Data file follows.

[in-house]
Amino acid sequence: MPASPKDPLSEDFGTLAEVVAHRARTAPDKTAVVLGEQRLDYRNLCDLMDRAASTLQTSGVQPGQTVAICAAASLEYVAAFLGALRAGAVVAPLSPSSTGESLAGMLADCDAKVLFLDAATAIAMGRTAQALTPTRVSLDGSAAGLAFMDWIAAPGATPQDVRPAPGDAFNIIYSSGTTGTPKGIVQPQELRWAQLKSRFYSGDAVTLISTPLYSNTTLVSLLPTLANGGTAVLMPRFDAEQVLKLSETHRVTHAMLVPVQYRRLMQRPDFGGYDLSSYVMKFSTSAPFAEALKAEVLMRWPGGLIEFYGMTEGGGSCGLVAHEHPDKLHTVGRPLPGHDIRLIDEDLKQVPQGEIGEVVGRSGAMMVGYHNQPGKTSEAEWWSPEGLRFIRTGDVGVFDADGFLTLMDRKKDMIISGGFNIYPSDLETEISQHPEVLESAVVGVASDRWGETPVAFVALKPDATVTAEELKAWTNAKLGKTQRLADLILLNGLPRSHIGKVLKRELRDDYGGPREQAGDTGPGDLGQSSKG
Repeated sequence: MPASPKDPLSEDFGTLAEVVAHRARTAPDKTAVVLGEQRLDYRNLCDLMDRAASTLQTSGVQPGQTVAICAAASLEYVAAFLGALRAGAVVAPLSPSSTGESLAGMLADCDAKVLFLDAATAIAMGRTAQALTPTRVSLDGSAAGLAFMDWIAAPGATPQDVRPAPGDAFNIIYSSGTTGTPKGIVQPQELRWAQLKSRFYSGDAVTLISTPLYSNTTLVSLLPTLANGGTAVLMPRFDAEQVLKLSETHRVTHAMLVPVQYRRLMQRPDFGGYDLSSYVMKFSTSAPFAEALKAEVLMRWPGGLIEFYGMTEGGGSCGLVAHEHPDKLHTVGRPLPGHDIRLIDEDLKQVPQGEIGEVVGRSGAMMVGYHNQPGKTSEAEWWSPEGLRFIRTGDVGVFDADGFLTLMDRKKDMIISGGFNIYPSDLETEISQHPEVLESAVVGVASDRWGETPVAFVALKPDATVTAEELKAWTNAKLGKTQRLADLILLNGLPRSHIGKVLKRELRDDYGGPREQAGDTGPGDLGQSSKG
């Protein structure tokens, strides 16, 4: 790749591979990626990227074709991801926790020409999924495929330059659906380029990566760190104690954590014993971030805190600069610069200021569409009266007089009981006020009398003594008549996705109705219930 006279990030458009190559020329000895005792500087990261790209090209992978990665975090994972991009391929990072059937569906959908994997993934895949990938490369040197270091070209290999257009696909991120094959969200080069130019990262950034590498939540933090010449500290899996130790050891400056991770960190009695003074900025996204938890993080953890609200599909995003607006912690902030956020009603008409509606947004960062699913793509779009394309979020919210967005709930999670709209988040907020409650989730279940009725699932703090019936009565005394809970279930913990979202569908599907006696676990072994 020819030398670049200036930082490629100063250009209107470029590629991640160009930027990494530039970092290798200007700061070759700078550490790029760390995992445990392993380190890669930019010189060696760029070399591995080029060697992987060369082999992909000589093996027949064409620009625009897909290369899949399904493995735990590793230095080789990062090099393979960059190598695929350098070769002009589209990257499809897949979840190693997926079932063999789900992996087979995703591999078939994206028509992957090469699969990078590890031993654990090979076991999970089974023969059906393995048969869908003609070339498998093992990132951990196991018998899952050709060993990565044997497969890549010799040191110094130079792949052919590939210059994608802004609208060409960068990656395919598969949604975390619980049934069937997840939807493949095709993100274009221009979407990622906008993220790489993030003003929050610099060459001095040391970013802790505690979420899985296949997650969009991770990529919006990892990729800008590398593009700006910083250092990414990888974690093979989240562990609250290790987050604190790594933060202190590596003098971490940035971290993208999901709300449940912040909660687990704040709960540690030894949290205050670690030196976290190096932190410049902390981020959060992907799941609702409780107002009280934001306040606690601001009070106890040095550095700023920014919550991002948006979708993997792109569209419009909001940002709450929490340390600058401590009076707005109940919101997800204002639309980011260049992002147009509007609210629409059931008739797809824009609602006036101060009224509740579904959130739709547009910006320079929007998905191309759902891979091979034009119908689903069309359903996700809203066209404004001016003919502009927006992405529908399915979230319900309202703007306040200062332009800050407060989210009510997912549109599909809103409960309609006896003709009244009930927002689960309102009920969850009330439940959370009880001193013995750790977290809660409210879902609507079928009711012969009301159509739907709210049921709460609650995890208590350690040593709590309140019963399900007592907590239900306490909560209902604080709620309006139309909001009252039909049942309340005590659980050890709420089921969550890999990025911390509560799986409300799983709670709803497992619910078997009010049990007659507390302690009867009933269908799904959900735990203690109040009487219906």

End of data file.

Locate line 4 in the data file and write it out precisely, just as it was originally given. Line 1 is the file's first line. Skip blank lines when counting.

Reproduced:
């Protein structure tokens, strides 16, 4: 790749591979990626990227074709991801926790020409999924495929330059659906380029990566760190104690954590014993971030805190600069610069200021569409009266007089009981006020009398003594008549996705109705219930 006279990030458009190559020329000895005792500087990261790209090209992978990665975090994972991009391929990072059937569906959908994997993934895949990938490369040197270091070209290999257009696909991120094959969200080069130019990262950034590498939540933090010449500290899996130790050891400056991770960190009695003074900025996204938890993080953890609200599909995003607006912690902030956020009603008409509606947004960062699913793509779009394309979020919210967005709930999670709209988040907020409650989730279940009725699932703090019936009565005394809970279930913990979202569908599907006696676990072994 020819030398670049200036930082490629100063250009209107470029590629991640160009930027990494530039970092290798200007700061070759700078550490790029760390995992445990392993380190890669930019010189060696760029070399591995080029060697992987060369082999992909000589093996027949064409620009625009897909290369899949399904493995735990590793230095080789990062090099393979960059190598695929350098070769002009589209990257499809897949979840190693997926079932063999789900992996087979995703591999078939994206028509992957090469699969990078590890031993654990090979076991999970089974023969059906393995048969869908003609070339498998093992990132951990196991018998899952050709060993990565044997497969890549010799040191110094130079792949052919590939210059994608802004609208060409960068990656395919598969949604975390619980049934069937997840939807493949095709993100274009221009979407990622906008993220790489993030003003929050610099060459001095040391970013802790505690979420899985296949997650969009991770990529919006990892990729800008590398593009700006910083250092990414990888974690093979989240562990609250290790987050604190790594933060202190590596003098971490940035971290993208999901709300449940912040909660687990704040709960540690030894949290205050670690030196976290190096932190410049902390981020959060992907799941609702409780107002009280934001306040606690601001009070106890040095550095700023920014919550991002948006979708993997792109569209419009909001940002709450929490340390600058401590009076707005109940919101997800204002639309980011260049992002147009509007609210629409059931008739797809824009609602006036101060009224509740579904959130739709547009910006320079929007998905191309759902891979091979034009119908689903069309359903996700809203066209404004001016003919502009927006992405529908399915979230319900309202703007306040200062332009800050407060989210009510997912549109599909809103409960309609006896003709009244009930927002689960309102009920969850009330439940959370009880001193013995750790977290809660409210879902609507079928009711012969009301159509739907709210049921709460609650995890208590350690040593709590309140019963399900007592907590239900306490909560209902604080709620309006139309909001009252039909049942309340005590659980050890709420089921969550890999990025911390509560799986409300799983709670709803497992619910078997009010049990007659507390302690009867009933269908799904959900735990203690109040009487219906």